Harper's Road Map to Beat the Liberals
Published by the Ottawa Citizen, March 27, 2004
The Reform Party’s battle cry that ‘the West wants in’ seems closer than ever to realisation. Stephen Harper’s victory as leader of the newly unified Conservatives is the finishing touch that makes the party a viable government-in-waiting while the sponsorship scandal and a stronger NDP, both bleeding votes from the Liberals, should create openings for significant gains in the next election.
Good news aside, the party must, at a minimum, break through in Canada’s most populous province, Ontario. Harper’s leadership and party unity will suffer if it doesn’t.
You’d think that with vote splitting no longer a factor, this is assured. Think again. Like so much else in politics, there are no guarantees in the political cards for anyone, much less the Conservatives.
While the Liberal party is universally deplored, its leader Prime Minister Paul Martin remains popular. As any federal candidate will attest, running for political office means you are running against the other party’s leader, not his candidate in your riding. In the last two elections where vote splitting was a factor, this meant running against Jean Chretien under whose leadership many Liberal candidates languished sufficiently to allow the combined Reform, Tory and Alliance vote to whup them numerically but not to unseat them.
This time, the Liberals have Paul Martin who responded to the sponsorship scandal with manifest contrition and, increasingly, concrete remedies.
This week’s announcements of aid to cattlemen, whistle blowing legislation, and the budget also demonstrate how the advantages of incumbency easily supplant the headlines of a deserving political party, even those of HM’s Official Opposition. A later rather than sooner election, suggested by the government’s ambitious housekeeping agenda and a low key budget, means more of the same.
Whenever they drop the writ, Liberals will hope that voters have forgotten if not totally forgiven them for the sponsorship scandal.
As they must, Conservatives will try to ensure that voters do neither. But the sponsorship scandal can’t be the only weapon in the Conservative arsenal. On pain of reviving old Ontario fears about a lynch mob approach to wrong doing, even this must be pursued with respect for due process.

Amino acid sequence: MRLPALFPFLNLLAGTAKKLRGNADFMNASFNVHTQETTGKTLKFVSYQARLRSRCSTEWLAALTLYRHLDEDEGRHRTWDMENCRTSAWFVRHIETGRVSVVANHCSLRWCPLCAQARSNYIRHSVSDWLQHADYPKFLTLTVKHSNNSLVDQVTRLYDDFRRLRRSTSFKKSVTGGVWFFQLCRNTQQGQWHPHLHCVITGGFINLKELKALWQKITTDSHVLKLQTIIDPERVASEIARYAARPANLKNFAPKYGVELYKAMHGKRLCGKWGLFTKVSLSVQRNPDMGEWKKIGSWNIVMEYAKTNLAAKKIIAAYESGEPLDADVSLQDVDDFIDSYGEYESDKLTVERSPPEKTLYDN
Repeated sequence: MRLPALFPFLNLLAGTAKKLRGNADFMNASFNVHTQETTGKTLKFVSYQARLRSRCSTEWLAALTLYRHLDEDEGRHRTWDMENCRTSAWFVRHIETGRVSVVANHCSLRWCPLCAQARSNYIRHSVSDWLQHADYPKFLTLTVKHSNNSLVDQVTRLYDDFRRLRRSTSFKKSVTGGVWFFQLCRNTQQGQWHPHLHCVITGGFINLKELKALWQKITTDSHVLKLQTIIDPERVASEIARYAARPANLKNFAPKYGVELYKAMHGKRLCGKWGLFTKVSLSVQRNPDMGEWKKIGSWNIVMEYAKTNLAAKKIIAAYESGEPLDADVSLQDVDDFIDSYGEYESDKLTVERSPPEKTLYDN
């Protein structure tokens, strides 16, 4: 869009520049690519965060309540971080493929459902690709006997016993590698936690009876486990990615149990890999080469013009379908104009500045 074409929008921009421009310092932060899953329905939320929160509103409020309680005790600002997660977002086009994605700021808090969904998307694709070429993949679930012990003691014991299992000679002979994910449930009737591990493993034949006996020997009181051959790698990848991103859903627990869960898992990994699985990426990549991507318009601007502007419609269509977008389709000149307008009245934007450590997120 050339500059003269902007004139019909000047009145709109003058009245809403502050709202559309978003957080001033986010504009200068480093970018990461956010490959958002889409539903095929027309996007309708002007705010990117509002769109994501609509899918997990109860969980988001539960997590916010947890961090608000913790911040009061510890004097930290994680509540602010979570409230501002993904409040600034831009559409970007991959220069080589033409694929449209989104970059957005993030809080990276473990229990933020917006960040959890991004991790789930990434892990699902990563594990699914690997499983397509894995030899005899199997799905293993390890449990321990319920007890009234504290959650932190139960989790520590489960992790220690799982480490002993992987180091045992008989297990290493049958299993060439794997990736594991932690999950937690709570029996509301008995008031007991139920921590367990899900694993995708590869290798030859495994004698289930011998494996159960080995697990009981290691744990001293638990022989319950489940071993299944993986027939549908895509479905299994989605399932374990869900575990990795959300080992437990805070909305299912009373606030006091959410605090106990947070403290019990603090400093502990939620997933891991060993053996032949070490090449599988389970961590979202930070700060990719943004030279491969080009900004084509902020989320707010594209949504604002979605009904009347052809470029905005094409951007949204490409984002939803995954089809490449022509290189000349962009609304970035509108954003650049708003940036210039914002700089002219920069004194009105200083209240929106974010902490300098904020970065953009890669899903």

A later election gives Conservatives time to hone their policies and sharpen their communications’ strategy. Governments may be lost, not won, but in battle weary Ontario where low voter turn out means more voters with longer memories, it is a close run between the devil you know and the one you don’t. The McGuinty Liberals coasted into government because they chose the high road, fleshed out a few policies, and whose leader had grown into his job, leaving the Eves’ Tories to their uncertain policies and campaign gaffes.
In the West, where provincial governments tend to stick around longer, the favored federal party is both symptom and instrument of its alienation. Despite the tempering influence of Progressive Conservatives, Ontarians remain suspicious and unconvinced such a party has either the comportment or substance to acquit itself properly in government.
Conservatives’ new watchwords must be sophistication, clear messaging and connectedness.
It isn’t enough to oppose the gun registry when significant numbers – urban and mostly female - is deathly afraid of guns. What reassurances can Conservatives offer a constituency whose support could make the difference between government and minority government?
Ditto the environment. Kyoto may be too expensive, too bureaucratic and based on controversial science, but for parents who equate global warming with their child’s asthma, it’s the only thing on offer.
And while the pocket-book benefits of tax cuts are easily understood, to self-sacrificing Canadians concerned about health care, the economic benefits appear far fetched and mathematically impossible.
The function of leadership is to articulate voters’ highest aspirations and to address their deepest fears. This presumes a willingness to identify and empathize with those hopes and fears. Great leadership is further characterized by an ability to move beyond the merely prescriptive to moblise voters to the necessary course of action by engaging their best and most noble instincts as citizens.
This kind of leadership is rare enough at any time in history but even small doses can be effective.
Paul Martin understands this intuitively which is why he is more popular than his party, while Stephen Harper grasps it cerebrally. Certainly he is at his best when he is thinking tactically and making the conservative case. This is how he will break through in Ontario.
Margret Kopala’s column on western perspectives appears weekly.